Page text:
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Re'eh 5782 ~ August 26, 2022

Have you ever wondered what happens to the notes that people place in the kotel, the Western Wall, in Jerusalem? People come from all over the world to observe the mitzvah of visiting Jerusalem, not only on the pilgrimage festivals (Passover, Shavuot and Sukkot) that our Torah reading for this Shabbat, Parashat Re’eh, instructs us to observe, but most of the year.

As a student in Rabbinical School, I remember all too well the season when the visitors stopped coming and when they returned en masse. All one had to do back then was look for the white shoes and you knew it was tourist season. But today everything is quite different. Israel is one of the destination places for pilgrims throughout the year and white shoes are not the sign of a tourist. Whenever one can travel to Jerusalem, one feels blessed. And as we all know, thousands upon thousands of notes are placed in the wall each month.

I recently saw a video, and at first I was very shocked by it. It seems that twice a year there is a crew that takes wooden sticks and sweeps all of the notes out of the crevices. Once they hit the ground they are then swept together, gathered up and placed in a bin.  If one stops the video at that point, one might be offended. After all, those were prayers by individuals of many different faiths, mostly Jewish and Christian, who believe that God answers one’s prayers. Some of the notes are petitions to God; others are statements of regret and remorse; some are of hopes and dreams; and some are just statements of gratefulness. Many of us have heard stories of people who have glanced at a note and found that it was written by a long lost relative or friend, renewing hope for meeting once again. And then there are the last thoughts and prayers that loved ones bring for a recently departed relative.  It is understood that if all of the notes since 1967 would have been left in the kotel, the wall would be one of paper notes, rather than the beautiful hewn stones of the wall.

So, what happens to those notes? After doing a Google search, I learned that these notes are considered prayers. As such they are given the honor of a page of a siddur, or that of the page of a Torah. They are not just swept into a bin for discarding. They actually are buried in Jerusalem’s Mount of Olives. None are ever opened or read by the crew. It is felt that the prayers are private prayers, not for anyone’s gaze but that of the heavenly abode.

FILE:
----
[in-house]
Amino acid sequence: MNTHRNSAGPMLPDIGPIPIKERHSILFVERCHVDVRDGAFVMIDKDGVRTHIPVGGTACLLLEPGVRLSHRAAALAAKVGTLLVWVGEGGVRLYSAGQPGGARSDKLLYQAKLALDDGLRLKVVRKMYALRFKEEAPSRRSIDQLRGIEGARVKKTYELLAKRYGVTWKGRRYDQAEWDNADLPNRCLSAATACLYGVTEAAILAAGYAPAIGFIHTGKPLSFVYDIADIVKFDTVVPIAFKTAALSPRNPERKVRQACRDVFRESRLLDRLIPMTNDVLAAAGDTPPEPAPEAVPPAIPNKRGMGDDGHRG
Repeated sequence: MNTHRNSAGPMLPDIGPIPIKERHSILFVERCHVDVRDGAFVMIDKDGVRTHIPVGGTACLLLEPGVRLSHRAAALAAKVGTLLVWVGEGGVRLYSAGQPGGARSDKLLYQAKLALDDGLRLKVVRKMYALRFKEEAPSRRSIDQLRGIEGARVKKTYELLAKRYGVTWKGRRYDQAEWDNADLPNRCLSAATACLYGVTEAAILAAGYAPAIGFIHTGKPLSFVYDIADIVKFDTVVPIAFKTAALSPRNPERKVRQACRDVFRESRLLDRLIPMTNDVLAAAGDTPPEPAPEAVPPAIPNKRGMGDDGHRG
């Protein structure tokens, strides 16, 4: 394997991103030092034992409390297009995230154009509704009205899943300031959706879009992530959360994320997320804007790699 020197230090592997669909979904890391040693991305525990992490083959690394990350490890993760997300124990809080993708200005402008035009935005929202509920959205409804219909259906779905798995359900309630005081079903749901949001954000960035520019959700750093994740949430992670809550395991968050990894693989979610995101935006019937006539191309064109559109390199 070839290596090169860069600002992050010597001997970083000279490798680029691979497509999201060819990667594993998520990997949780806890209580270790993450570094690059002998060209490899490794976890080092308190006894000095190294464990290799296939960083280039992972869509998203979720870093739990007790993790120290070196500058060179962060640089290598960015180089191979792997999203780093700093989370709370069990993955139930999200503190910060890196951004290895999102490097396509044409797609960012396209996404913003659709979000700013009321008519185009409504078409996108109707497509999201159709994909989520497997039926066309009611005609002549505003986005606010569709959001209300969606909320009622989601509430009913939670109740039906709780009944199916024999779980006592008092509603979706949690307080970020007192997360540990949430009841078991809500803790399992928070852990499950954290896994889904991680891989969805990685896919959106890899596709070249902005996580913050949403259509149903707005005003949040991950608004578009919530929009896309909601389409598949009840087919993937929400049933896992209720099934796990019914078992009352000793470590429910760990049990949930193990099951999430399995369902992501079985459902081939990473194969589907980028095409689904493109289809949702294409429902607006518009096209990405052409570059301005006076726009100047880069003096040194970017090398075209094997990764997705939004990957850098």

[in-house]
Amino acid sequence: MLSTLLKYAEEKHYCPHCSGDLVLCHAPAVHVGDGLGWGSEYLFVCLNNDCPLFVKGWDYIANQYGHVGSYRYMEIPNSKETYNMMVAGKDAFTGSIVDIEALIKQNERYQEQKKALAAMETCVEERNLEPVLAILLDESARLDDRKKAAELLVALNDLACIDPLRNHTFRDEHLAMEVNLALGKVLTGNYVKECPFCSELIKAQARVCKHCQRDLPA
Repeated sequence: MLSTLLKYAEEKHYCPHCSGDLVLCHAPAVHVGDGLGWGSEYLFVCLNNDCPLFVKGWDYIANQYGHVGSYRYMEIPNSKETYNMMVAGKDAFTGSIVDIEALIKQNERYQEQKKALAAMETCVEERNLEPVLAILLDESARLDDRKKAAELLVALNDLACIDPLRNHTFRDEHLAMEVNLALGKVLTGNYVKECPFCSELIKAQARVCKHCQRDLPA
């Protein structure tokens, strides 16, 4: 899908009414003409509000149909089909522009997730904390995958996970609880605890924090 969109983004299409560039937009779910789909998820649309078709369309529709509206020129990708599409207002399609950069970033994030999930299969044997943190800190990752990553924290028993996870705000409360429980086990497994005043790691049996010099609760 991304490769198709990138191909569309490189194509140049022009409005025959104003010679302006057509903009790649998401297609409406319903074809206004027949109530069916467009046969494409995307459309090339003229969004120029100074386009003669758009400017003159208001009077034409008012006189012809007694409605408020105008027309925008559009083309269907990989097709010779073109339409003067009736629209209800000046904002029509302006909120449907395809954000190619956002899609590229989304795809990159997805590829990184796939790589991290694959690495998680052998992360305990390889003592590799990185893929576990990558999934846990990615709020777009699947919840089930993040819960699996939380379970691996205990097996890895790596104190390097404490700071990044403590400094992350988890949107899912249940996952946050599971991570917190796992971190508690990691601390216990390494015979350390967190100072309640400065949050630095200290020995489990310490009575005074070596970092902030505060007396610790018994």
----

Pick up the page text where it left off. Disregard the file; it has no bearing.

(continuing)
This Shabbat we enter the month of Elul. It reminds us that Rosh Hashanah is precisely one month away. Imagine that, as you join us in services, hopefully in person, you have the opportunity to put your personal note into the virtual wall of the Western Wall.  What might your words say? What emotion or thought would you convey? What prayer would be most meaningful to include?

Hopefully, throughout the year, we find many moments to offer our prayers to God in whatever form they might be. As we prepare for the High Holy Days, perhaps we might want to reflect on one singular thought that we might want to put on a petek, that note to God, that we hope will either come true, provide us comfort or consolation, allow us to work through a moment of remorse or guilt, or simply offer our words of praise and thanksgiving.

May we use this month wisely, as our Torah reading reminds us, to re’eh, not only to look at, as the Hebrew implies, but to seek a most meaningful thought to put into our virtual kotel within our own minds that will be looked at by Hashem. Hopefully, if we actually spend time reflecting, our High Holy Days will provide us with the meaningfulness of what they are all about.

Shabbat shalom.


Sat, April 1 2023 10 Nisan 5783